It often takes a high-profile incident, like the one that occurred this weekend in which Usher’s 11-year-old stepson was struck by a jet ski while sitting in an inner tube on a lake in Georgia, to remind us of the dangers inherent in seemingly care-free activities.
Kyle Glover, son of Usher’s ex-wife Tameka Foster, was declared brain dead after being knocked unconscious by a jet ski which also hit a 15-year-old female friend. But while accidents do happen and are often unavoidable, there are some specific steps you should take before getting into the water.
Here are the basic rules for water sport safety:
- Learn how to swim. Even if you only plan on staying in a boat, on a raft, or on a jet ski, it’s best to be prepared if you find yourself in the water without a life preserver nearby.
- Always wear a life jacket. It may be hot, and you may not want the tan lines, but a life jacket could be the only thing keeping you from drowning if you’re knocked unconscious or exhausted from treading water. Also, it will help rescuers to spot you in the water if need be.
- Never go out on the water alone. Always be sure to bring a buddy, as well as tell people on shore where you’re going and how long you expect to be away. This will let them know when you’ve been gone too long and could potentially be in need of rescue.
- Carry the proper equipment. Besides just life jackets, the following items could prove invaluable if your boat becomes stranded out in the water: flares, a whistle, a ship to shore radio, maintenance equipment, a fire extinguisher, a first aid kit, and a portable handheld GPS unit.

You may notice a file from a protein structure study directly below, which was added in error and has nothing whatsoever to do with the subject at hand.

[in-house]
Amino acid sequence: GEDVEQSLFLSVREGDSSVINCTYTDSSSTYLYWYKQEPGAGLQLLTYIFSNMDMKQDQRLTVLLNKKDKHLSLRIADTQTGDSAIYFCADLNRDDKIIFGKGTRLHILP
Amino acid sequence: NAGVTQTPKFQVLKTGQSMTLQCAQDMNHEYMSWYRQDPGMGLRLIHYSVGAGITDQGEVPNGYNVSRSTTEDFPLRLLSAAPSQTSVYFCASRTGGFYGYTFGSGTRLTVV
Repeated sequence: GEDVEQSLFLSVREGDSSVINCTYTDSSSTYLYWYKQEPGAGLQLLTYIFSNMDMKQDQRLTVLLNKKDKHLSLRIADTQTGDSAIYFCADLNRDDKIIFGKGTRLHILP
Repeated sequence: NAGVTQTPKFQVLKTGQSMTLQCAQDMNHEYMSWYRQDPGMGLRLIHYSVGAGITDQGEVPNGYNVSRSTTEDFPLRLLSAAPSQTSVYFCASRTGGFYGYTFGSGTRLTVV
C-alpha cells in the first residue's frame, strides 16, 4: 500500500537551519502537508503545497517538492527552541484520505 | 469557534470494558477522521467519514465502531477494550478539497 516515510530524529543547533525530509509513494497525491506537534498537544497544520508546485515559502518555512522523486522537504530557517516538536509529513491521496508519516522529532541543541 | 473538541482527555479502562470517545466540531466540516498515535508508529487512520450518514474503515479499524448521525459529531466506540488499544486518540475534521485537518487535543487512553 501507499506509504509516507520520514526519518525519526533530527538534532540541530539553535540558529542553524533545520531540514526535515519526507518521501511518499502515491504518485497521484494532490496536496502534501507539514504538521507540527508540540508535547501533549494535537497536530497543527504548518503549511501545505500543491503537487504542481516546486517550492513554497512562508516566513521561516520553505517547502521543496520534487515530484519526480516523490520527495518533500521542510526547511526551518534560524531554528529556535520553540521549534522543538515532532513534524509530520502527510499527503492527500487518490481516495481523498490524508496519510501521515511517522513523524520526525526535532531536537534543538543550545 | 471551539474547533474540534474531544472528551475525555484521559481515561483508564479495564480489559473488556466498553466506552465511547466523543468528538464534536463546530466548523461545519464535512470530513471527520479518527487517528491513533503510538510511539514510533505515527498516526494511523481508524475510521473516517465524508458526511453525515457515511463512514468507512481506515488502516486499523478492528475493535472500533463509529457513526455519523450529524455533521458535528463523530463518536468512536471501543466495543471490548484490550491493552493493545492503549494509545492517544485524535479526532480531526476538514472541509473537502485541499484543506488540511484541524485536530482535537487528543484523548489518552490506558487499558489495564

- Know the correct way to use and store your equipment. Be sure equipment like jet skis, water skis, inner tubes, and wakeboards are stored safely and securely on your vehicle prior to use.
- Take your time and do your homework. If your sport requires certification, make sure everyone participating is certified and comfortable. Then, go at the speed preferred by the least comfortable member of your party.
- Watch out for children. Children under age 16 should always be accompanied by an adult as they are most susceptible to drowning.
- Keep an eye on the weather. Storms and rough water conditions can materialize quickly, making it difficult to get out of the water in time. Be sure to stay tuned to the forecast.
- Wear sunscreen. Sunscreen, sunglasses, and brimmed hats are key when on the water where the sun’s rays are reflected off the surface of the water.
- Avoid alcohol. You need to be as sharp as possible when on the water in order to avoid accidents and react appropriately when they do happen.
It’s especially important to adhere to these tips in the summer months when kids are most likely to be involved in accidents. According to Dr. Greg Ozark, associate professor of pediatrics and internal medicine at Loyola University Chicago Stritch School of Medicine:
“Kids are outside more (in the summer), out of school and less supervised. This leads to an increased risk of injuries anywhere from drowning to head injuries to skin infections from bug bites or poison ivy.”
Dr. Ozark is a Patients’ Choice and Compassionate Doctor recognition awards winner with 14 years’ experience. To learn more about his background and what his patients say, view his profile.
Source: comluv.com and newswise.com